Huobi Global application running on smartphone

Huobi Global phasing out derivatives trading in New Zealand

Digital assets exchange Huobi Global has announced that it is implementing a restriction on derivatives trading for its users in New Zealand. These include all coin-margined futures and swaps, Tether (USDT)-margined contracts, options, and exchange-traded products (ETPs). 

In a notice, Huobi outlined the schedule by which it will phase out the offerings, setting August 23 as the day it updates its user policy to include New Zealand as a restricted jurisdiction. From the date, it will cease the intake of users with New Zealand KYC and IP addresses and stop allowing New Zealanders to open new derivatives positions. 

The only derivatives operations allowed after the date is the closing of open positions. The exchange said this would be carried out orderly while ensuring the safety of user assets. Huobi explains that the move is in keeping with compliance with local regulations. 

“Regrettably, Huobi Global can no longer provide derivatives trading services for New Zealand-based users. We sincerely apologize for any inconvenience caused and thank you for your support,” the notice said. 

Huobi still making progress with regulatory compliance 

The restriction came just after the Seychelles-based exchange expanded into the New Zealand market in June. Apart from New Zealand, Huobi restricts derivatives trading in a total of 13 countries per its user agreement. These include China, Hong Kong, Taiwan, Israel, Spain, and the United Kingdom, among others.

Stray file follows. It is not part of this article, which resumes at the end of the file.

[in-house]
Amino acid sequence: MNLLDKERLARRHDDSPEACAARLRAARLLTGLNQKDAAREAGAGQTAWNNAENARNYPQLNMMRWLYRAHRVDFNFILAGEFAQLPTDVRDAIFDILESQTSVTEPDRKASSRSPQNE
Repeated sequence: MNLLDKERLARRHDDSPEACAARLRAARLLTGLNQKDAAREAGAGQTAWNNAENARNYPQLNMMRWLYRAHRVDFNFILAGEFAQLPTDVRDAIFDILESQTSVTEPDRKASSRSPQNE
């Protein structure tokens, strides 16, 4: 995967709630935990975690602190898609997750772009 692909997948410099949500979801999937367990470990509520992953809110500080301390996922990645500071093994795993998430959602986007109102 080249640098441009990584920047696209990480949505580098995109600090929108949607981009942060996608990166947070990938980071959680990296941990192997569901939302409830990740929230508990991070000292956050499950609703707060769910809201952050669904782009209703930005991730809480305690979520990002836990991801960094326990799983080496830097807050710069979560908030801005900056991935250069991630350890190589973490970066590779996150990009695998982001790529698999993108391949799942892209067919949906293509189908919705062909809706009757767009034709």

Similarly, users from the U.S., Canada, Japan, North Korea, Singapore, and six other countries are prohibited from using all the services of the exchange. The exchange is also in the process of ending all its operations in Thailand after failing to meet new registration requirements imposed by the Thai Securities and Exchange Commission (SEC). 

Meanwhile, Huobi Global has also succeeded in breaking into new markets as it advances with its global expansion push. It secured a license from the Australian Transaction Reports and Analysis Centre (AUSTRAC) to operate in Australia in July. It also received licenses from Dubai’s VARA and saw its license application become one of the few accepted by Hong Kong’s Securities and Futures Commission (SFC). 

In related news, Bloomberg reported earlier this month that the exchange’s founder Leon Li plans to sell a majority of his stake in the company for as much as $3 billion. Some interested buyers include Tron blockchain founder Justin Sun and FTX exchange founder Sam Bankman-Fried. 

Watch: BSV Global Blockchain Convention presentation, BSV for Retail Payments, Remittances & Rewards

YouTube video

New to blockchain? Check out CoinGeek’s Blockchain for Beginners section, the ultimate resource guide to learn more about blockchain technology.